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Another round of rondiaux? Mardi Gras beignets!

My dear, poor, non-French people,

Memory sucks.
It’s amazing to see how it can bring you to live and feel a moment in time that has been gone for ever… (Oui, I’m looking at you and your madeleines, Marcel…)But it’s like drugs : you’re very close to heaven, but never there yet.
It’s just a sad reminder that time has gone by, and will never come back again…

And the worst is, sometimes memory fails you. Disappears. Big blackout as of yesterday and all the days before…
I was thinking of this this week as I watched Seth Rogen tesitfy before Congress about Alzheimer’s disease.

Like billions of people on this earth, I know what he’s talking about. My grand mother Laurence  “lost her head” when I was 10, and a whole world disappeared.
A world of innocence, simple pleasures and great stories she told me – my childhood.My grand-mère has taught me so much : I share with her her worst vice (being a never stopping chatter) and her best quality (the love of pleasing people by sharing a great meal).

But there are some things she didn’t have the time to share with me. Like how to cook rondiaux.

Les Rondiaux de mardi gras

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500g flour
4 tbsp sugar
2 tbsp tepid water
3 tbsp milk
4 tbsp orange blossom water (or brandy)
1 tbsp salt
4 eggs
150g butter
2 packs of baker’s yeast

Mardi Gras was always a huge thing at Petit four, my grand parent’s farm. People would come from all over the nearby villages to visit, and we all knew why : my grand-mother’s doughnuts were just the best you could dream of.
I can still see her, spreading the dough and cutting it on the big kitchen farm table, all afternoon. A few days before fat Tuesday, my grand parent’s house transformed into a rondiaux paraside.
There were beignets everywhere, in every rooms, and the house smelled like a gigantic orange grove because of her secret ingredient : eau de fleurs d’oranger, orange blossom water.

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Beignets are a classic for Mardi Gras in France, but every area has a name (and a slightly different recipe) for it. They are Bugnes in Lyon, Merveilles in the South West of France, crespeths in the Pyrernneans… And we always were very offended when people living just 1 mile North of my village, in Beauce, would call them roussettes. They can’t be roussettes ! They are rondiaux, of course !

Every year, when mardi gras comes, I of course think of my grand mother. I wish I could eat one of her rondiaux… Or even cook some with her.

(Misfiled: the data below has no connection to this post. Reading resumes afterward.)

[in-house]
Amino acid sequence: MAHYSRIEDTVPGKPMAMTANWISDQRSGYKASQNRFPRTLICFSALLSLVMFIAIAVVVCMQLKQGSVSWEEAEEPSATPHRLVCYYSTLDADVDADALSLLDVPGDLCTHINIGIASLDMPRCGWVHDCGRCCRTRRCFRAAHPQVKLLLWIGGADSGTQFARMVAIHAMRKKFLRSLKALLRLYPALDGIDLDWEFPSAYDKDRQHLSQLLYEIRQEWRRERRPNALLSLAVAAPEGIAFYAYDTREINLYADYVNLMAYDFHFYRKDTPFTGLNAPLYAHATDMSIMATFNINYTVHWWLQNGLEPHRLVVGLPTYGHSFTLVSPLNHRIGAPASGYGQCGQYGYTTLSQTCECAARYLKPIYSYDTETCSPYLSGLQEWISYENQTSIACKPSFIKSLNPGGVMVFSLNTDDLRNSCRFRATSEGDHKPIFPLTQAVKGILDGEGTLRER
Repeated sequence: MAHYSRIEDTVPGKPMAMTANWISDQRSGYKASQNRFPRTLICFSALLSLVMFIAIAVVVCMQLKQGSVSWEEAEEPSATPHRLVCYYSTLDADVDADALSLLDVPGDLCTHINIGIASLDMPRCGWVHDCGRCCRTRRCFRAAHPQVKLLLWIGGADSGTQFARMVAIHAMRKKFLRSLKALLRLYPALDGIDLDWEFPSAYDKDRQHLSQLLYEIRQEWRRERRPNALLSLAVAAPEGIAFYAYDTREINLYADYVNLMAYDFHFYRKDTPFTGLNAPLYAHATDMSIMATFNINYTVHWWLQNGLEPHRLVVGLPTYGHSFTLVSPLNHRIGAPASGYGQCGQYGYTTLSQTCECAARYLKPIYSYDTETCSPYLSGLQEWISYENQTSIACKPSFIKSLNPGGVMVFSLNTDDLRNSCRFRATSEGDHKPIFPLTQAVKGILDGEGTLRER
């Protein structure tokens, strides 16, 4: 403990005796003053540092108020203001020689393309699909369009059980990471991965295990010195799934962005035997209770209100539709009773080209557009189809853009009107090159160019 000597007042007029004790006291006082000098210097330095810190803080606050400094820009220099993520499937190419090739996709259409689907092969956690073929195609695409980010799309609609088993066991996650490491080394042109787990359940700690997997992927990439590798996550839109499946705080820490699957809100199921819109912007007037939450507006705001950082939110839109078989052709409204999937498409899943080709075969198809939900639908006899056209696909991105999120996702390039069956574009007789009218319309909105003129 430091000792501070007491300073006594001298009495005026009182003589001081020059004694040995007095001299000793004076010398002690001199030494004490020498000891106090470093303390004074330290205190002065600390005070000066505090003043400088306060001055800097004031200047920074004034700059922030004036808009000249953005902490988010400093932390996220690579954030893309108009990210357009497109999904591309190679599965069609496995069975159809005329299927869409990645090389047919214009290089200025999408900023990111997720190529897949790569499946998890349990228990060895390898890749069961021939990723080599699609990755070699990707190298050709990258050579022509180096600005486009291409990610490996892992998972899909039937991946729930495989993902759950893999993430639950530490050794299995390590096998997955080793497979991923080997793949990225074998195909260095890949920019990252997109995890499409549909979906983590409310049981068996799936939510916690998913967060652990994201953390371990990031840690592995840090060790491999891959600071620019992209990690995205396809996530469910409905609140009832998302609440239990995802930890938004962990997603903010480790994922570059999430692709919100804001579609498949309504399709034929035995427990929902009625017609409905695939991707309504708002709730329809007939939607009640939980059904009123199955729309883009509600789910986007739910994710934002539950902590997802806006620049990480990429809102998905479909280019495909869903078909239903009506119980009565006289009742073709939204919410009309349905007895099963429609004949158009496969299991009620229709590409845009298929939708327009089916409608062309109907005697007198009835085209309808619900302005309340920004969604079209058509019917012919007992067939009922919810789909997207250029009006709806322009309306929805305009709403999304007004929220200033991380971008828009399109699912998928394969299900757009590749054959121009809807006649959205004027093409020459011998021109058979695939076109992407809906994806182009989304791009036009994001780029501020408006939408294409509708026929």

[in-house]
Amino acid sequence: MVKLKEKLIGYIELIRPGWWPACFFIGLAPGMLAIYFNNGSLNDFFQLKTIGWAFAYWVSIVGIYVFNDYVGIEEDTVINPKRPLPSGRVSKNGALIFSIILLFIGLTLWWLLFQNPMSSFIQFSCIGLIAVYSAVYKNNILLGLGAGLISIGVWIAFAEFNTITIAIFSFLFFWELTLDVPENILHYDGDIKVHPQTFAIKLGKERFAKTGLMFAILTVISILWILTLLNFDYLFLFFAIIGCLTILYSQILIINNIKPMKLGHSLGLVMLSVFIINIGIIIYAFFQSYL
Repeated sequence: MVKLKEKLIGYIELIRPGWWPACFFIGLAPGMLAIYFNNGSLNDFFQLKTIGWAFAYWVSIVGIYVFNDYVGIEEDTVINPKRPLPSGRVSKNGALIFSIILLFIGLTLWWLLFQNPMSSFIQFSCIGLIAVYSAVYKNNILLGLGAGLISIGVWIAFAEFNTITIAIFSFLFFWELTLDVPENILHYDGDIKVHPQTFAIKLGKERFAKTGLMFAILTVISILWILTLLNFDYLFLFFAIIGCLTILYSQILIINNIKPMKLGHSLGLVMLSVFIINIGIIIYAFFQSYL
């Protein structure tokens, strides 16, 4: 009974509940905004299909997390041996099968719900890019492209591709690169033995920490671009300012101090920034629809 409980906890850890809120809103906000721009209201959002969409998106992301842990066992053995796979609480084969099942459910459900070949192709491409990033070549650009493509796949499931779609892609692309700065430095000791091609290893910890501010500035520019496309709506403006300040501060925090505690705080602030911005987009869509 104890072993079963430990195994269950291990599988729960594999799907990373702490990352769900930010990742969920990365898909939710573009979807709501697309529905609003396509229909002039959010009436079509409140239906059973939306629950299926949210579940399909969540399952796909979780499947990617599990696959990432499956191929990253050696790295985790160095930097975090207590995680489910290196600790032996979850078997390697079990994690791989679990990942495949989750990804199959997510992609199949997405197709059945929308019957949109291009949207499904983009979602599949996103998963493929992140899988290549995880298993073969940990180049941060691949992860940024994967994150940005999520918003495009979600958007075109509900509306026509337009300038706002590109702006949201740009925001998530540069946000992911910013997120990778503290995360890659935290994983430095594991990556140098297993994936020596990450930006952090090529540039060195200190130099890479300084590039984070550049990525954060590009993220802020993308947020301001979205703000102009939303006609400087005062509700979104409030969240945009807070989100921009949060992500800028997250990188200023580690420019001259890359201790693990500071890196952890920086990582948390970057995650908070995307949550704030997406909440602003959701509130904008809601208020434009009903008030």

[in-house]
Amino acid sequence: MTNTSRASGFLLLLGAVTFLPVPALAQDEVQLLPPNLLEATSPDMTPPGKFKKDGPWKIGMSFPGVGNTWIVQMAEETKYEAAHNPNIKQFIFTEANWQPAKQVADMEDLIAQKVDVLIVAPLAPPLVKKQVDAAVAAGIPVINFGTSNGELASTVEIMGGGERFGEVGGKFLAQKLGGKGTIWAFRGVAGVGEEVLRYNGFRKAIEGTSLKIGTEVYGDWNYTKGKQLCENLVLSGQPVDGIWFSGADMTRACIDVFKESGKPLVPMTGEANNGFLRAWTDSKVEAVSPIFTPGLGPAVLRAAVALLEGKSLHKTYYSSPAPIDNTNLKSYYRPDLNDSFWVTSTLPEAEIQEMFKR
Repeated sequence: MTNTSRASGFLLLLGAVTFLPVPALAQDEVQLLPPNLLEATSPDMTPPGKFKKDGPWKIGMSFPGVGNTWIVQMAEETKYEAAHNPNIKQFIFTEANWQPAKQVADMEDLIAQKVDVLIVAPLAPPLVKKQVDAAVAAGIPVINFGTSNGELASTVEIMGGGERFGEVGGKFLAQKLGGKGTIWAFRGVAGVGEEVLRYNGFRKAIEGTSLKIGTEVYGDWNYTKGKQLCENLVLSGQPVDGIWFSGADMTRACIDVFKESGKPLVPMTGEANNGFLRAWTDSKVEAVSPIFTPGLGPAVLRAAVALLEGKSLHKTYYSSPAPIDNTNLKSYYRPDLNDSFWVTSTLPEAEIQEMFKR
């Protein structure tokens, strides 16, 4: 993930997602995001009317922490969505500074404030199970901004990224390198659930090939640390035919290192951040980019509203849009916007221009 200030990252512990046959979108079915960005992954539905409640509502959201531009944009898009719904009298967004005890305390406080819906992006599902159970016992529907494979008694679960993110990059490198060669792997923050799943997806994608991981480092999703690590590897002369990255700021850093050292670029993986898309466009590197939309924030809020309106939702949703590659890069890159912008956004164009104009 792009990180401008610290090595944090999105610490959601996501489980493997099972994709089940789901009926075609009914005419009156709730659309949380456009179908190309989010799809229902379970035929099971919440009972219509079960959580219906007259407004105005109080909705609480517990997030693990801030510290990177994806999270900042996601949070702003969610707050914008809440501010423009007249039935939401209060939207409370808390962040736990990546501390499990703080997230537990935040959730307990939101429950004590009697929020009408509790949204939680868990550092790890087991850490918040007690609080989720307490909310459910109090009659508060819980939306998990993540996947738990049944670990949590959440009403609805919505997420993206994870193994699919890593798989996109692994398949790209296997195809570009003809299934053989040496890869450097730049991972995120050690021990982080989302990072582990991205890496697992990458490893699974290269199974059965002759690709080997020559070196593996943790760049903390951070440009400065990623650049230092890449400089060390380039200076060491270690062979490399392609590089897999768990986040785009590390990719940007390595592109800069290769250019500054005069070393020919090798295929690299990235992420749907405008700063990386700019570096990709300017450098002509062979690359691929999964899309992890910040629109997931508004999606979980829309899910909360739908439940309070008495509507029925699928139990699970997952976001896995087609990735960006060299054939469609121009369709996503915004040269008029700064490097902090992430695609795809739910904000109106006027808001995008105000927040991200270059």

And the thing is, I can’t even make them as she used to : when her memory disappeared, so did her recipes.

mamie

So every year, for ten years, I’ve been trying to make them. Over and over.
I’ve looked all over the internet. In cookbooks. It was never the same.
Then I had the idea of posting about it on facebook. Maybe some of my friends who still live in the area would have had the recipe from their grand mothers, who would have had it from my grand mother?
A dozen of recettes were sent to me in an instant. But which one was the best ? The real one ?

I finally found it this year. A recipe my father sent me, from a friend of his who lives in Mexico, but who got the recipe from an old lady who used to live in my village, and knew my grand-mother very well.
There I was, in my LA kitchen, trying to redo the gestures my grand-mother used to do. And for the first time… they really tasted like the real thing !

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Of course they’re not exactly like my grand mother’s, of course it will never bring her back, and of course I’m not a famished little girl looking at her grandma’ anymore. But I’m glad I found back part of this memory. And am very very happy to share it with you, for you to share it and share it again.

My grand mother always told me she wished she had traveled all around the world – and she never left her village. I’m glad to imagine that her rondiaux can now be made all over the world. And that we can all share a great  memory of her.

  •  Mix the baker’s yeast to the tepid water, add some flour and rest for 10 minutes
  • Mix all the ingredients in a big bowl, add the yeast
  • Knead with your hands for a long time : the butter must be totally melt in the flour
  • Cover with a dishtowel, and leave in a warm room for at least one hour (2 or 3 is better)

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  • Add some flour, knead again, so that the dough doesn’t stick any more
  • Leave for another hour
  • Then spread the dough and cut it in diamond shape

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  • Fry in a medium heated oil

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  • As soon as you take them out and strain them, sprinkle sugar on them

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Et voilà !

 

Bon appétit les amis !

 

The Everything Easy French Cookbook: Includes Boeuf Bourguignon, Crepes Suzette, Croque-Monsieur Maison, Quiche Lorraine, Mousse au Chocolat…and Hundreds More! (Everything Series)

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2 Comments On This Topic
  1. Oliver posted
    March 4, 2014 at 7:05 pm

    A very personal, moving post. Merci Cécile!

  2. cherry fe vallejo posted
    July 14, 2014 at 3:39 am

    very nice post like it Thank you :) personal chef in austin


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